May 29, 2024

Competing through video games

Kade Weis, one of the members East Union Esports team contemplates his choice of character in the champion select screen before a match.

AFTON - The sound of clicking filled the East Union CLC Library as five computer setups entered into a video game match. The five members of the East Union League of Legends Esports team played as a unit, working together through strategies and improvising when needed. To some, it might not be glamorous, but that corner of the library is where a hobby became something more.

Esports is the term used to define organized competition for multiplayer video games. This is not to be confused with the in-game competitive systems these games have which are used to matchmake players, but a more formal competition involving organized team play.

The popularity of these events exploded during the pandemic with a societal move toward online-focused entertainment. East Union followed the trend by creating a gaming club and entering tournaments against other Iowa high schools.

East Union is a part of the Iowa High School Esports Association (IAHSEA), who organizes and hosts esport competitions. The association was founded in 2019, but were forced shut down competitions during the pandemic in 2020. The organization is new, but has slowly been growing, adding new schools and games to their competition slate since its inception.

The school year is divided into three seasons with different games in each season, with seasons in the fall, winter, and spring. For example, the current spring season has three games, “Mario Kart,” “Valorant,” and “League of Legends.” Schools are not required to compete in all competitions. East Union in previous seasons competed in IAHSEA “Rocket League” competitions.

Requirements for students to compete are the same as any regular sport, requiring students to maintain academic eligibility and not be failing any courses. Some games with mature content require parental permission in order for students to compete.

Lori Paup, the Webmaster and Esports Coordinator for East Union, described why students would be interested in the program.

“They’re not in to those physical sports, but this is an interest they like,” said Paup. “They may not have drama or music or speech, but they want to be part of something else. This is what pulls in another group of people.”

Paup also invites anyone who has an interest in video games to give competing a chance. She described a moment when East Union’s “Rocket League” team played a match against what they thought were an unknown opponent.

When they finished the match, she revealed their opponents were three members of the East Union basketball team. They were unable to compete in the state tournaments, but still wanted to play.

“They thought that was pretty cool, to compete in-house with someone else,” she said.

Interest in each game depends on the students’ interest and the team they build from gathering peers. These can range from players who are completely new to a game or some who spent thousands of hours already.

“You have different levels in all those schools,” Paup said. “When you’re playing the schools, you don’t know what size school you’re going to be playing against that day.”

East Union’s team has a variety of skill levels as well. Lundy Sanson, who has more than 4,000 hours of in-game playtime for “League,” is contrasted with Cameron Hamilton who only started playing the game at the start of the spring season. The wide variety of skill levels can be hard to manage, but the availability of the program to anyone with an interest in gaming is the first priority.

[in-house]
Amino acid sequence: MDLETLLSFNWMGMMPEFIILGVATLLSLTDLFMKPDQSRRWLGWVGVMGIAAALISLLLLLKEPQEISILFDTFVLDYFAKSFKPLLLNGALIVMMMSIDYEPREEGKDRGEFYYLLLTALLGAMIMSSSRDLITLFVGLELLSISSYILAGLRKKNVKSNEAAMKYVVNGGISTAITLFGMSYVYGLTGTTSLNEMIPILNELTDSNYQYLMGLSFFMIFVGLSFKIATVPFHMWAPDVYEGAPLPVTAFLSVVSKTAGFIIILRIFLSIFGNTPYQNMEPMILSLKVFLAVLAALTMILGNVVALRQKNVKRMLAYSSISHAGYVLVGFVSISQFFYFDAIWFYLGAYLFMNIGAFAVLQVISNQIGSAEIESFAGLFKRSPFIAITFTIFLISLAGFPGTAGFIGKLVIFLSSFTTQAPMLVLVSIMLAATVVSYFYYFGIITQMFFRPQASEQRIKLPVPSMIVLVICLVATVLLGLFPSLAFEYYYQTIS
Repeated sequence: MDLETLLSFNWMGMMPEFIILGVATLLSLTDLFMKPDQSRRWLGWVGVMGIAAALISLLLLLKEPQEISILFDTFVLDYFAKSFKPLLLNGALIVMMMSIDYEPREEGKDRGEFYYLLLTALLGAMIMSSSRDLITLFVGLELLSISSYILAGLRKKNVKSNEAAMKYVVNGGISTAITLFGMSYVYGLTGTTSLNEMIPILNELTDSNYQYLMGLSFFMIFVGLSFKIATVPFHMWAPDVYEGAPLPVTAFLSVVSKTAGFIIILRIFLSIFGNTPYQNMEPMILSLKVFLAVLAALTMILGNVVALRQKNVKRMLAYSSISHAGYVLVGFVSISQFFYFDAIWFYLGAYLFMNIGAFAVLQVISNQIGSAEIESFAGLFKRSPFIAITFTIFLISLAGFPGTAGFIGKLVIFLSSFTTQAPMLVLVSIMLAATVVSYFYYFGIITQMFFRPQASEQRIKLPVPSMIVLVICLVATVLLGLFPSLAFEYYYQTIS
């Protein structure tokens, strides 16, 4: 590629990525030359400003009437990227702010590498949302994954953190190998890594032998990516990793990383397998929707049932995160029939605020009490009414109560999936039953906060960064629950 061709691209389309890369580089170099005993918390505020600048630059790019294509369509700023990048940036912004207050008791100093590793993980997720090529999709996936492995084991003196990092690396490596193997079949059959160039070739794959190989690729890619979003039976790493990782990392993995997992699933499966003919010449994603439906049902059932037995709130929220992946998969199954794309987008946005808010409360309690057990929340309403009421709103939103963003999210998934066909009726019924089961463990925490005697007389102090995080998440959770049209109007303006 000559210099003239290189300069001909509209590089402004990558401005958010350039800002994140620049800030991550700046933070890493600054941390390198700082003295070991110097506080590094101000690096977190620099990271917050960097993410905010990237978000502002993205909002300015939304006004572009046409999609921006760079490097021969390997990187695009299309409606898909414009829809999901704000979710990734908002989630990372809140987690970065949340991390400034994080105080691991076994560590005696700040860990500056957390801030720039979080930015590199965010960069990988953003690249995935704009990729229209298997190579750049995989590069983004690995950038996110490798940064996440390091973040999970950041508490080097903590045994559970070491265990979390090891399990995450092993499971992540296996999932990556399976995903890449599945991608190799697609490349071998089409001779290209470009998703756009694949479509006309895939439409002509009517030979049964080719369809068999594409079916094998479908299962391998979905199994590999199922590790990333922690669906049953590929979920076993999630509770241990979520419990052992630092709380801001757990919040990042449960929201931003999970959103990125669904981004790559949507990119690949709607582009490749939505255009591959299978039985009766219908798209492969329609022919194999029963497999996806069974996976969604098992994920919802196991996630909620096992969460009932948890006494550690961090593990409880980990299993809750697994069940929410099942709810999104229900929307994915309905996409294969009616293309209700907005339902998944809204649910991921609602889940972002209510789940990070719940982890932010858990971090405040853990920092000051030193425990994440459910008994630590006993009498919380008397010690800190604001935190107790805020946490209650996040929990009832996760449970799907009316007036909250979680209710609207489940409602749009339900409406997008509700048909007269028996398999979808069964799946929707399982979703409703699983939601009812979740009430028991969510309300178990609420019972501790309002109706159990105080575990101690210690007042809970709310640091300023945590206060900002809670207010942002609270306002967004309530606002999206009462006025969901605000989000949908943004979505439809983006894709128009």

During a practice on Monday, the team decided to try something different: completely swapping the roles they were used to playing during a few practice games.

“League” has five distinct roles that players assign themselves to, similar to sports like football with dedicated positions. With random roles, the team has to think about the game in new ways that they aren’t used to and practice working with each other to solve new problems.

“We play with random roles we don’t normally play,” said Kade Weis. “It’s a new situation, it makes them play different.”

The school has six dedicated PC setups for gaming, lining the east wall of the CLC. Even if a student doesn’t have a PC at home, they are free to join the club and use the computers available.

Participation in each competition is dependent on gathering students willing to practice and prep themselves into a winning team. East Union has seen turnover in students participating as different games come and go. When students graduate, there has to be new students from younger classes willing to continue competing, just like in any club or sport.

“It’s one of those things to find the right group that will commit to a time frame and commit to working with the other players,” Paup said. “I don’t know where we’re going to be next year, I have three seniors graduating this year.”

Paup still believes in the program’s ability to provide unique experiences for students. “If you’re willing to learn, you’re going to learn,” she said. “Practice makes you better, just like real life. You won’t know unless you try.”

Thursday, May 2, East Union’s League of Legends team qualified for the Iowa state championship as the 5th seed. They will be joined by eight teams from across the state of Iowa on Wednesday, May 15 in Marshalltown for the final competition of the season. The team is comprised of Cameron Hamilton (Top), Tidus Stover (Jungle), Lundy Sanson (Mid), Caden Shaw (Bottom), and Kade Weis (Support).

Nick Pauly

News Reporter for Creston News Advertiser. Raised and matured in the state of Iowa, Nick Pauly developed a love for all forms of media, from books and movies to emerging forms of media such as video games and livestreaming.